Over at The Queen’s Croquet Ground, visitors will help paint the roses red by creating their very own card solider with their Lost Map of Wonderland, and watch them scamper across the grounds hurriedly, sure to tickle guests with their whimsy, using Sir John Tenniel’s original illustration as inspiration. Walt Disney once again features in the more recent Tim Burton-helmed live action adaptations of the books, with behind-the-scene materials that celebrate the ingenuity of blending live action with digital animation. Finally, the exhibition concludes with Alice’s Evidence, an 18-screen audiovisual composition highlighting and summarising the various representations of Alice from different times, cultures and media platforms.
Says Honor Harger, Executive Director of ArtScience Museum:“Wonderland is an exhibition that has to be experienced to be believed. It is every bit as fantastical as the original texts by Lewis Carroll, which have enthralled and inspired generations of readers since they first published over 150 years ago. Visitors will truly step into Alice’s imaginary landscape, meeting the fantastical talking creatures made famous in the much-loved stories, and exploring her world in creative and immersive rooms, that reward curiosity. There are secret doorways to find, mysterious drawers to rummage through, winding corridors to navigate, unusual props to climb inside, and incredible digital experiences which allow visitors to see the story of Alice come to life. In Wonderland, reality is suspended. The more curious you are, the more you’ll discover.”
Says Jessica Bram, curator of Wonderland: “None of this would have been possible without my wonderful touring team, who’ve been in Singapore the last few weeks working with the ArtScience Museum bringing the exhibition to Singapore and the world. It’s always a privilege to introduce this to new audiences, especially how so many of us working on the core project already have this fascination with the story and think up an exhibition that would really ask audiences to be active, and participate in a work that mixes digital tech and immersive design, sets, and original objects all housed within this story of Lewis Carroll’s world of Wonderland.”
Adds Jessica: “What sets this exhibition apart from others is how it brings together experiential moments, offering visitors a chance to be a part of this world of immersion, but adding the layer of storytelling and original content to it. It’s also a rare chance to see all 300 plus objects pooled from collections, film studios, museums and more all together to tell the story of Alice and Wonderland over time, and showcase the craft of filmmaking and world building. There’s this universal love for Alice and playfulness; bring these two together and no matter where you go, it’ll appeal. We noticed that no matter if it was the Australian audience or Singapore audience, people were whipping their phones out at the same points in the exhibition – I guess some things are just universal!”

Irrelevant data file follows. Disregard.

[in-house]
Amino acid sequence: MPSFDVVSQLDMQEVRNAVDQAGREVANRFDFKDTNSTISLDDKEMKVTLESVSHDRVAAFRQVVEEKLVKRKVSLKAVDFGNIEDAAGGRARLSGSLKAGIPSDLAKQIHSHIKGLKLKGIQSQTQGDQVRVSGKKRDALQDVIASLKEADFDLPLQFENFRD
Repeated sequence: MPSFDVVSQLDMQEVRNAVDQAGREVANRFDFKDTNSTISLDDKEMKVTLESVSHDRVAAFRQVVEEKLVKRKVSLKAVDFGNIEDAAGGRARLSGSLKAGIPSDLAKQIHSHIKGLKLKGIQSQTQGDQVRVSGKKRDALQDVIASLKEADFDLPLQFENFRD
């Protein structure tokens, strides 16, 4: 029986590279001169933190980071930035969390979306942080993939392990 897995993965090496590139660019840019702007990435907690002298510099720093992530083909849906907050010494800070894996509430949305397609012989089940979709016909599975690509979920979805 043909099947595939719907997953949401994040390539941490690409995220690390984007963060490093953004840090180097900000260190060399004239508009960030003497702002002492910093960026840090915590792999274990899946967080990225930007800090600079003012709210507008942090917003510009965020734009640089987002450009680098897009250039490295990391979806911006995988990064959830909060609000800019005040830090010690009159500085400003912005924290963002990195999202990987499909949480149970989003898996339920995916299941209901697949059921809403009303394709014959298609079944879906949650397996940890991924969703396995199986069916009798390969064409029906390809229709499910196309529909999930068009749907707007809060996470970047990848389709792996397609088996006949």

Jessica concludes: “ACMI has had a long history of successful exhibitions, including the DreamWorks Animation exhibition at the ArtScience Museum in 2015, and we always tour with a sense of modularity and flexibility in mind. The visitor journey is slightly different each time because of spatial differences offered, but the exhibition still works, even if you’re stitching each chapter in a different order because the overarching story still holds true. A lot of the tour-ability of a show relies so much on great conversations and working relationships with the venues it’s toured to, and there’s been a consistency built up with the ArtScience Museum, and of course, we’re honoured that they’re the first stop for the exhibition on its global tour.”
With such hype and love for the world of Wonderland, it’s advised that you plan your visit ahead of time and expect plenty of queues throughout the museum, and of course, always have your camera at the ready for the many Instagram-worthy moments or fascinating artefacts, first edition posters and movie collaterals littered throughout every step of the exhibition. Come with family, come with friends, and come with a curious mind and adventurous heart, and you’ll be rewarded with a mad, wondrous time through the looking glass as you explore Wonderland in its entirety, ready to discover Alice and co all over again.
Wonderland runs at the ArtScience Museum from 13th April to 22nd September 2019. Tickets and more information available here